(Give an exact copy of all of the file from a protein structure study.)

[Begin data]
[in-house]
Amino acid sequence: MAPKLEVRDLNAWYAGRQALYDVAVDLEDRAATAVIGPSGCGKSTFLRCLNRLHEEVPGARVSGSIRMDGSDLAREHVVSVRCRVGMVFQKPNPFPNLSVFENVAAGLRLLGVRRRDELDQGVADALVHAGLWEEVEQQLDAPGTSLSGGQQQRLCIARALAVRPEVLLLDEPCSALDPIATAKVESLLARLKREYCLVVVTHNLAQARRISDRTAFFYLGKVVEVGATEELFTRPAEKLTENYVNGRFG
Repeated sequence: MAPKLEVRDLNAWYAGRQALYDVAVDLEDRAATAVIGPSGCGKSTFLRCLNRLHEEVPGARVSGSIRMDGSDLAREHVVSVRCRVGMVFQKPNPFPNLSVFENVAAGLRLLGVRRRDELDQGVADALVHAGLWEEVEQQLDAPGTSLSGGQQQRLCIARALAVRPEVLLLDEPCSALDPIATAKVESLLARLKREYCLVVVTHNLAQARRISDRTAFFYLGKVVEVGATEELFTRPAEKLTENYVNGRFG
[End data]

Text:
[in-house]
Amino acid sequence: MAPKLEVRDLNAWYAGRQALYDVAVDLEDRAATAVIGPSGCGKSTFLRCLNRLHEEVPGARVSGSIRMDGSDLAREHVVSVRCRVGMVFQKPNPFPNLSVFENVAAGLRLLGVRRRDELDQGVADALVHAGLWEEVEQQLDAPGTSLSGGQQQRLCIARALAVRPEVLLLDEPCSALDPIATAKVESLLARLKREYCLVVVTHNLAQARRISDRTAFFYLGKVVEVGATEELFTRPAEKLTENYVNGRFG
Repeated sequence: MAPKLEVRDLNAWYAGRQALYDVAVDLEDRAATAVIGPSGCGKSTFLRCLNRLHEEVPGARVSGSIRMDGSDLAREHVVSVRCRVGMVFQKPNPFPNLSVFENVAAGLRLLGVRRRDELDQGVADALVHAGLWEEVEQQLDAPGTSLSGGQQQRLCIARALAVRPEVLLLDEPCSALDPIATAKVESLLARLKREYCLVVVTHNLAQARRISDRTAFFYLGKVVEVGATEELFTRPAEKLTENYVNGRFG